[Editor’s Note: The following article contains spoilers for “The Americans” series finale, including the ending.]
The creators behind “The Americans” have known the ending of the series for four years, but that doesn’t mean they were kept from second-guessing themselves along the way.
“At the very beginning, no, there was no idea of how the show was going to end,” creator Joe Weisberg said in a joint interview. “But when we got somewhere around the end of the first season, beginning of the second season, we suddenly got a very clear sense of the ending of the show. We had no idea if that ending was going to stick; in fact, if you had asked us, we would have told you, ‘Oh, probably it won’t.’ […] But then we got to the end of the show and sure enough that ending was still the one that we liked best.”
“We did our due diligence by running through as many story options as we could in our heads,” co-showrunner and executive producer Joel Fields said. “We test drove almost every ending you could imagine. […] But this was always the ending that felt right.”
FX’s Emmy-winning drama series came to a close Wednesday night after six critically adored seasons and one whopper of an ending. After a tense final season, even by “Americans” standards, not one member of the Jennings family died in the last hour. Instead, the children were separated from their parents; Paige (Holly Taylor) left by choice after Philip (Matthew Rhys) and Elizabeth (Keri Russell) chose to leave Henry (Keidrich Sellati) behind when they were forced to flee to Russia by the FBI.
A Tragic Ending Without the Gore
“All of it surprised me,” Russell said in a separate interview. “I had no idea that they would pick such an emotional route of devastation with the kids. I did not see the Henry aspect coming at all, and that was just devastating to me.”
“I know for Phillip’s part — [and] I think I speak for Elizabeth — any parent who has had to leave or abandon their children and life as violently and brutally as they had to, whatever the reward of returning home [comes] at the cost of doing that to your children. I think the punishment is lifelong, really. They got out alive […] but I think the cost they paid is enormous.”
Leading up the finale, fans were divided in what they felt was a just ending for these Russian spies. Some felt Philip and Elizabeth had to die for what they did in the name of country, while others wanted their protagonists to escape unscathed.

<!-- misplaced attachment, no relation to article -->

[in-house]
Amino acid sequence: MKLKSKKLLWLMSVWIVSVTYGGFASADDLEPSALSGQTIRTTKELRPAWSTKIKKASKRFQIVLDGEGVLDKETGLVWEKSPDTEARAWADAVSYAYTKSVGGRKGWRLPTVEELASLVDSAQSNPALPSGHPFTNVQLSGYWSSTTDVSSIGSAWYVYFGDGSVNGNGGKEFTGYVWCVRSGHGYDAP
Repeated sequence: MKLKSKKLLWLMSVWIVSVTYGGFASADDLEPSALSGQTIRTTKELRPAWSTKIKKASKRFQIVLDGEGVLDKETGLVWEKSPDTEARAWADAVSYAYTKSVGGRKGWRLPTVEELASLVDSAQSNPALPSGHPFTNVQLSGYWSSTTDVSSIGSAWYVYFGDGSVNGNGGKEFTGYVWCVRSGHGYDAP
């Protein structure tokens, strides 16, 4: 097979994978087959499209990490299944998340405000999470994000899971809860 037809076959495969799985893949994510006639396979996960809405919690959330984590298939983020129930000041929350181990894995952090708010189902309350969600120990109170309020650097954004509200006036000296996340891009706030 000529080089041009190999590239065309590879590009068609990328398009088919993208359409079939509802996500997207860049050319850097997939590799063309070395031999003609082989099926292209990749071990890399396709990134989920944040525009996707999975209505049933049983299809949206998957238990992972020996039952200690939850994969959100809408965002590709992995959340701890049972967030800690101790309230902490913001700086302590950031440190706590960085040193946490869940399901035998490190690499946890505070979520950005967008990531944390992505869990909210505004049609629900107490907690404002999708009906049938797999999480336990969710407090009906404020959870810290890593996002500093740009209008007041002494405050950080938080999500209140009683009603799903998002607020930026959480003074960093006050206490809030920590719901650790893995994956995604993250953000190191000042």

“I thought the ending was very fair,” Rhys said. “It wasn’t definitive in one way — [they] haven’t gotten killed or caught, [nor did] everyone make it away — [but] there was such a penalty for them to pay. There was such an expensive cost they had to pay for […] their kind of newfound freedom. On one hand they spent their life living a lie. I’m sure the relief from not doing that would be enormous, [but] the cost of not being with your children — and the betrayal and the abandonment of your children — is kind of unfathomable.”
“I think they chose such an emotional way to make them pay,” Russell said. “Yes, one could have died or one could have gone to prison or something, but to take your kids away is pretty hardcore.”
The co-showrunners, who wrote the final episode together, were largely on the same page as their stars.
“I think punishment is a funny word,” Weisberg said. “It rings sort of funny for us, but I think there’s a kind of a tragedy that hangs over the spirit of this show; that it feels like some kind of tragic ending is called for. […] Ultimately the tragedy taking place inside the family felt exactly right to us. […] The loss of the children was, to us, the most powerful and, in a way, the most painful thing that could happen to anybody.”
The ending also left plenty of threads open for interpretation. Philip and Elizabeth are back in Russia, but the fall of the Soviet Union is imminent. Could that open a road for the parents to get back to their kids?
“I think that’s the in the periphery — hope, right?” Russell said. “That we know that [the Soviet Union] will dissolve very soon and that hopefully they as parents will get back there and find their kids and be able to explain [what happened] and start the very long road forward to rebuilding a relationship with them.”
The Fate of the Kids
Henry was basically put under Stan’s care (Noah Emmerich), after a heartfelt confrontation between best friends led to Philip entrusting his son with the FBI agent who let them go. Paige, however, is last seen at Claudia’s (Margo Martindale) old apartment sipping from a bottle of leftover vodka.
“From the very beginning of the show, we thought of Henry as being the most fully American person in this whole family; in a way, he had not really inherited the Russian soul of either of his parents,” Weisberg said. “Whereas Paige it seemed to us was American, but had also gotten her mom and dad’s Russian soul. You can factor that in if you agree with that, which you may or may not, but that seemed to be the story that was told.”
Fields elaborated a bit on Paige’s goodbye, emphasizing the purposeful ambiguity of her final shot.
“The intent is really to put it into the hands and hearts of the viewers,” he said. “It’s not because we’re hiding something there, but it’s because that moment’s not a moment about plot; that’s a moment about where she’s at personally.”
“What extremely dark, tragic, and difficult moments for both of them,” Weisberg said. “Everybody’s got a lot of hurdles in front of them, but who’s to say what they’re going to do with those hurdles?”
Continue reading for why Paige made her choice and which part of the finale proved to be the make-or-break scene of the entire series.